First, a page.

Amino acids stimulate leg muscle protein synthesis in peripheral arterial disease

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Objective: Older patients with peripheral arterial disease (PAD) and intermittent claudication have impaired walking ability resulting from reduced lower extremity blood flow. Evidence suggests that leg muscle abnormalities may also contribute to walking intolerance in claudicants. In healthy elderly people, leg muscle protein synthesis can be augmented by nutritional supplementation with amino acids; preliminary data suggest that this increases muscle mass, walking ability, and functional status. In this study, we investigated whether amino acid supplementation would improve leg muscle protein synthesis in elderly PAD subjects, given that reduced leg blood flow might restrict the availability of amino acids to muscle. Methods: Two groups participated in the study: a group of 11 claudicants (mean age, 62 years; mean ankle-brachial index, 0.62; 46% male) and a group of 9 age- and sex-matched healthy controls (mean ankle-brachial index, 1.1). Both groups underwent measurement of leg blood flow by using strain gauge plethysmography, as well as measurement of baseline and amino acid-stimulated protein synthesis in leg muscle. Protein synthesis was quantified from calf muscle biopsy samples by measurement of the fractional synthetic rate (FSR) of protein, by using the incorporation of the stable isotope l-[ring-2H5]-phenylalanine into muscle protein. Total protein was extracted from muscle samples, and gas chromatography/mass spectroscopy methodology was used to measure incorporation rates. After measurement of basal FSR, all subjects were given an oral drink of 15 g of essential amino acids, and the measurements of FSR were repeated. Data are expressed as mean ± SD; statistical analysis of differences between the two groups (with and without amino acid supplementation) was performed by using analysis of variance with repeated measures. Results: Calf blood flow was reduced in the PAD subjects compared with controls (1.44 ± 0.53 mL/min per 100 mg of tissue vs 2.40 ± 0.57 mL/min per 100 mg of tissue; P = .005; t test). FSR in the basal state was equivalent between the two groups (healthy, 0.060% ± 0.025% per hour; PAD, 0.061% ± 0.029% per hour; P = .97). Equivalent increases (P < .05) occurred in both groups in response to oral amino acid supplementation (healthy, 0.087% ± 0.012% per hour; PAD, 0.104% ± 0.041% per hour; P > .05; analysis of variance). Conclusions: Despite reduced leg blood flow, elderly PAD patients synthesize calf muscle protein in the basal state in a fashion similar to that in healthy elderly people. More importantly, administration of exogenous amino acids produces a significant increase in protein synthesis in these patients that is also equivalent to that in healthy elderly people. Our goal is to use these results as the basis for an intervention study to determine whether long-term oral amino acids, by augmenting calf muscle protein synthesis, increase calf muscle mass, walking ability, and functional status in elderly claudicants. © 2007 The Society for Vascular Surgery.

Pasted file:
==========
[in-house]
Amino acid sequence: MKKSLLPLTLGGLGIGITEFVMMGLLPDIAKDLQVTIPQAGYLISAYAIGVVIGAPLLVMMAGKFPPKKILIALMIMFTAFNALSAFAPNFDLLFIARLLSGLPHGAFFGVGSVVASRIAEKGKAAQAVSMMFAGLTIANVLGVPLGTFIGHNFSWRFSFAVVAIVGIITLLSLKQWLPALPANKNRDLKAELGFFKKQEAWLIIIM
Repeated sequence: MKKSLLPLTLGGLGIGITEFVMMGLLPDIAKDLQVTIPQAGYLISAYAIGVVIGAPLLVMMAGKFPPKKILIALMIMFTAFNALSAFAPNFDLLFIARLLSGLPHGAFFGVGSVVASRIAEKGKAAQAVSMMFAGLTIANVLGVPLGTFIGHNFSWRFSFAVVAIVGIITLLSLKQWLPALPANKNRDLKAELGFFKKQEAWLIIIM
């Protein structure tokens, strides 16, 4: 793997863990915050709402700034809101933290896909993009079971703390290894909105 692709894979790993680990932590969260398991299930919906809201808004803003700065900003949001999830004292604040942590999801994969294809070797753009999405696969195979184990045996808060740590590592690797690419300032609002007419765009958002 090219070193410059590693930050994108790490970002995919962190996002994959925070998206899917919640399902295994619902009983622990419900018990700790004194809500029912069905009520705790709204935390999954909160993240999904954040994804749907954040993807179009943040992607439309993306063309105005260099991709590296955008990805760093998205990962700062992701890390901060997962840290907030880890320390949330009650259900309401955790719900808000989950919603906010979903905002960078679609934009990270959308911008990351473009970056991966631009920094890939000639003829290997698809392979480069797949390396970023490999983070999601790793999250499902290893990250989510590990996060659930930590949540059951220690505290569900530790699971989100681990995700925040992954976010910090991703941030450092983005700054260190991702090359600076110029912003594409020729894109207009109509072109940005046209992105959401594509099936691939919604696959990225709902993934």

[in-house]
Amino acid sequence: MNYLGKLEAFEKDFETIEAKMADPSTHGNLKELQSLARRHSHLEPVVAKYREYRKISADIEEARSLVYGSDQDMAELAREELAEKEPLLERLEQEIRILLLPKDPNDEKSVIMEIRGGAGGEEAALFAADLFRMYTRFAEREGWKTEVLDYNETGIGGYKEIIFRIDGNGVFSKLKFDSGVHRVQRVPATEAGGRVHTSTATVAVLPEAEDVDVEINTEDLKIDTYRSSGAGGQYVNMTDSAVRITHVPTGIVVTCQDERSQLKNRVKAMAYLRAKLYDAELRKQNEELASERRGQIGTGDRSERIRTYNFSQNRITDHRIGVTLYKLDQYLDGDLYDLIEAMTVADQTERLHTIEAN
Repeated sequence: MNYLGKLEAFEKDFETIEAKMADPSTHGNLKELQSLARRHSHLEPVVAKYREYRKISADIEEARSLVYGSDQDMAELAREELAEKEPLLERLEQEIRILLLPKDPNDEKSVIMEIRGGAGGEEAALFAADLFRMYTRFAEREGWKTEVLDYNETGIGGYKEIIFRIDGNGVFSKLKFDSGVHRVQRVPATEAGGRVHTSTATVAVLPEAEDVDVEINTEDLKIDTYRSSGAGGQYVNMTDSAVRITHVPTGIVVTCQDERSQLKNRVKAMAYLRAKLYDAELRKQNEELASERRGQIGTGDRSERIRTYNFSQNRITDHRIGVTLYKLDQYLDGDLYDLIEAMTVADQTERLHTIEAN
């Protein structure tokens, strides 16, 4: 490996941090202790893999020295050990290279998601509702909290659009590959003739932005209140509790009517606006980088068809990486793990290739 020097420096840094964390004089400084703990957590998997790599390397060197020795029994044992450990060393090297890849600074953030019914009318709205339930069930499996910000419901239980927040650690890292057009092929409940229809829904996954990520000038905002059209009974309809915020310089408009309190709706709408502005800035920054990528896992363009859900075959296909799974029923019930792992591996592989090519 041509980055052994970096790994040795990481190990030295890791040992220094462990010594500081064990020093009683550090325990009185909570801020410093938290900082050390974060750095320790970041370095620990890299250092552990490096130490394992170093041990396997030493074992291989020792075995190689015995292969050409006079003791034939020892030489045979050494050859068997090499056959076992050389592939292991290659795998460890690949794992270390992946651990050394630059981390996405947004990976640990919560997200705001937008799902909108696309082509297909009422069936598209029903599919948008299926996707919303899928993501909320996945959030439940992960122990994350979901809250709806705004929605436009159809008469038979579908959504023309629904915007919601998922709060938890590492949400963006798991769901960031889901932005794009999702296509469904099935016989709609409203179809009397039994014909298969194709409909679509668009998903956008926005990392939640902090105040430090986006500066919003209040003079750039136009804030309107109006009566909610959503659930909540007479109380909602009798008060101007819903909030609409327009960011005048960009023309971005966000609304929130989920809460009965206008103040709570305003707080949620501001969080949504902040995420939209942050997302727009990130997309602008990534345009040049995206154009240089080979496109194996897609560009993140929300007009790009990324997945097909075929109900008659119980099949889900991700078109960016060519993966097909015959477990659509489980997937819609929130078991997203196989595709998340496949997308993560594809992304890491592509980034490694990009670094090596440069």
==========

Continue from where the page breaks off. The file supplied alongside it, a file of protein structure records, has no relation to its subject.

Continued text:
Killewich, L. A., Tuvdendorj, D., Bahadorani, J., Hunter, G. C., & Wolfe, R. R. (2007). Amino acids stimulate leg muscle protein synthesis in peripheral arterial disease. Journal of Vascular Surgery, 45(3), 554–560.

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